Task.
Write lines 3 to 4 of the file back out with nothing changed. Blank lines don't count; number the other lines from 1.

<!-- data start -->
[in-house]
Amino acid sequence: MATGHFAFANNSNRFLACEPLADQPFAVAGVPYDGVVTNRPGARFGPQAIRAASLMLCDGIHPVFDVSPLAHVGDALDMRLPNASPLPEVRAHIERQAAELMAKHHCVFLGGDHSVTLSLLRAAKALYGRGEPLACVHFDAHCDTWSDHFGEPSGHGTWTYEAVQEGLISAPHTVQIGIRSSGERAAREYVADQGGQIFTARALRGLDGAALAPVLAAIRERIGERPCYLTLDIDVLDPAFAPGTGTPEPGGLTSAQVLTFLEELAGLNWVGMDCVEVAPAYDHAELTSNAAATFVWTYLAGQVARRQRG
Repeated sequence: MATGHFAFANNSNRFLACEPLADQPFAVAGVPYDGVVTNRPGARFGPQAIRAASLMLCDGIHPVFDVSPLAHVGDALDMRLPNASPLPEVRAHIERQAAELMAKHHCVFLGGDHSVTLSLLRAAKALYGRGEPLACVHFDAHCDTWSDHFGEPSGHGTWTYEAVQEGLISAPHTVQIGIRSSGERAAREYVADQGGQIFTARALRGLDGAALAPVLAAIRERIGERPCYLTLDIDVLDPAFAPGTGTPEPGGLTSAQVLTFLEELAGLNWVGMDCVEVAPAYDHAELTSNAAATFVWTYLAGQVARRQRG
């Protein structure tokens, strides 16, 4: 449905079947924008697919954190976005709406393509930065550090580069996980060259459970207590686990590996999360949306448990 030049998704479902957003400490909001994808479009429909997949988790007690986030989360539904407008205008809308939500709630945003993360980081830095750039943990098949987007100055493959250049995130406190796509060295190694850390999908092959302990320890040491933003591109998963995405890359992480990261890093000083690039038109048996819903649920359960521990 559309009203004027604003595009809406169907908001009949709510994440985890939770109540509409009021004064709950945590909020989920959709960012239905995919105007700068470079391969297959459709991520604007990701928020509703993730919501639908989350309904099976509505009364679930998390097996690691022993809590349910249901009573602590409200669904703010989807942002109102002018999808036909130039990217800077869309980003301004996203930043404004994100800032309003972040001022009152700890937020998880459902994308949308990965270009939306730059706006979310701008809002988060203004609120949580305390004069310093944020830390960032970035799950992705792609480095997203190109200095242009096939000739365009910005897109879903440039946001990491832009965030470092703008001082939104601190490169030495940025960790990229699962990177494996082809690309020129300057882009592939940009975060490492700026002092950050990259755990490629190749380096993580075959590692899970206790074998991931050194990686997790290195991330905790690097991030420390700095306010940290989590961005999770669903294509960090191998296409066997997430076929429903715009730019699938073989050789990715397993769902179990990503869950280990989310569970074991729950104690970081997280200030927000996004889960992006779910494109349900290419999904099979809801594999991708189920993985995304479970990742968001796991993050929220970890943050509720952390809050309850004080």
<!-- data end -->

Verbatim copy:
Repeated sequence: MATGHFAFANNSNRFLACEPLADQPFAVAGVPYDGVVTNRPGARFGPQAIRAASLMLCDGIHPVFDVSPLAHVGDALDMRLPNASPLPEVRAHIERQAAELMAKHHCVFLGGDHSVTLSLLRAAKALYGRGEPLACVHFDAHCDTWSDHFGEPSGHGTWTYEAVQEGLISAPHTVQIGIRSSGERAAREYVADQGGQIFTARALRGLDGAALAPVLAAIRERIGERPCYLTLDIDVLDPAFAPGTGTPEPGGLTSAQVLTFLEELAGLNWVGMDCVEVAPAYDHAELTSNAAATFVWTYLAGQVARRQRG
């Protein structure tokens, strides 16, 4: 449905079947924008697919954190976005709406393509930065550090580069996980060259459970207590686990590996999360949306448990 030049998704479902957003400490909001994808479009429909997949988790007690986030989360539904407008205008809308939500709630945003993360980081830095750039943990098949987007100055493959250049995130406190796509060295190694850390999908092959302990320890040491933003591109998963995405890359992480990261890093000083690039038109048996819903649920359960521990 559309009203004027604003595009809406169907908001009949709510994440985890939770109540509409009021004064709950945590909020989920959709960012239905995919105007700068470079391969297959459709991520604007990701928020509703993730919501639908989350309904099976509505009364679930998390097996690691022993809590349910249901009573602590409200669904703010989807942002109102002018999808036909130039990217800077869309980003301004996203930043404004994100800032309003972040001022009152700890937020998880459902994308949308990965270009939306730059706006979310701008809002988060203004609120949580305390004069310093944020830390960032970035799950992705792609480095997203190109200095242009096939000739365009910005897109879903440039946001990491832009965030470092703008001082939104601190490169030495940025960790990229699962990177494996082809690309020129300057882009592939940009975060490492700026002092950050990259755990490629190749380096993580075959590692899970206790074998991931050194990686997790290195991330905790690097991030420390700095306010940290989590961005999770669903294509960090191998296409066997997430076929429903715009730019699938073989050789990715397993769902179990990503869950280990989310569970074991729950104690970081997280200030927000996004889960992006779910494109349900290419999904099979809801594999991708189920993985995304479970990742968001796991993050929220970890943050509720952390809050309850004080």